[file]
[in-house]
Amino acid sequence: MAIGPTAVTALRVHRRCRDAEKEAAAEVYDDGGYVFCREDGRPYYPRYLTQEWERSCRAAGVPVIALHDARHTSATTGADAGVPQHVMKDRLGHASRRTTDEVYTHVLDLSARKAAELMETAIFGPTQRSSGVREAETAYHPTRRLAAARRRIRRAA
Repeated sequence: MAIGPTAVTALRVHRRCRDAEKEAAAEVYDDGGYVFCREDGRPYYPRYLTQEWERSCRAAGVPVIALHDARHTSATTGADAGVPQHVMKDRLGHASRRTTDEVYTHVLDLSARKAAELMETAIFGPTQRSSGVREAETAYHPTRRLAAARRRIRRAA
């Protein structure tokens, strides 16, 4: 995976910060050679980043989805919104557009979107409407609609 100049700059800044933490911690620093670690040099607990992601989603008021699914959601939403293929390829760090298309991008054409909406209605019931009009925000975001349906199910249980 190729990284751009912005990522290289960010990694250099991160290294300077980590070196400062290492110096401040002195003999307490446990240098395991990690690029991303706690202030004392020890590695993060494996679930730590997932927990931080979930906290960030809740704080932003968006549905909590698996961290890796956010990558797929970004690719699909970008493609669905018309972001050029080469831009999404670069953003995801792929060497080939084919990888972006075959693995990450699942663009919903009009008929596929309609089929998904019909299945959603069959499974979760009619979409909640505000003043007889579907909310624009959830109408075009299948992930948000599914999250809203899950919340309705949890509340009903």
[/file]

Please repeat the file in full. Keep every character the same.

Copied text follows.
[in-house]
Amino acid sequence: MAIGPTAVTALRVHRRCRDAEKEAAAEVYDDGGYVFCREDGRPYYPRYLTQEWERSCRAAGVPVIALHDARHTSATTGADAGVPQHVMKDRLGHASRRTTDEVYTHVLDLSARKAAELMETAIFGPTQRSSGVREAETAYHPTRRLAAARRRIRRAA
Repeated sequence: MAIGPTAVTALRVHRRCRDAEKEAAAEVYDDGGYVFCREDGRPYYPRYLTQEWERSCRAAGVPVIALHDARHTSATTGADAGVPQHVMKDRLGHASRRTTDEVYTHVLDLSARKAAELMETAIFGPTQRSSGVREAETAYHPTRRLAAARRRIRRAA
């Protein structure tokens, strides 16, 4: 995976910060050679980043989805919104557009979107409407609609 100049700059800044933490911690620093670690040099607990992601989603008021699914959601939403293929390829760090298309991008054409909406209605019931009009925000975001349906199910249980 190729990284751009912005990522290289960010990694250099991160290294300077980590070196400062290492110096401040002195003999307490446990240098395991990690690029991303706690202030004392020890590695993060494996679930730590997932927990931080979930906290960030809740704080932003968006549905909590698996961290890796956010990558797929970004690719699909970008493609669905018309972001050029080469831009999404670069953003995801792929060497080939084919990888972006075959693995990450699942663009919903009009008929596929309609089929998904019909299945959603069959499974979760009619979409909640505000003043007889579907909310624009959830109408075009299948992930948000599914999250809203899950919340309705949890509340009903």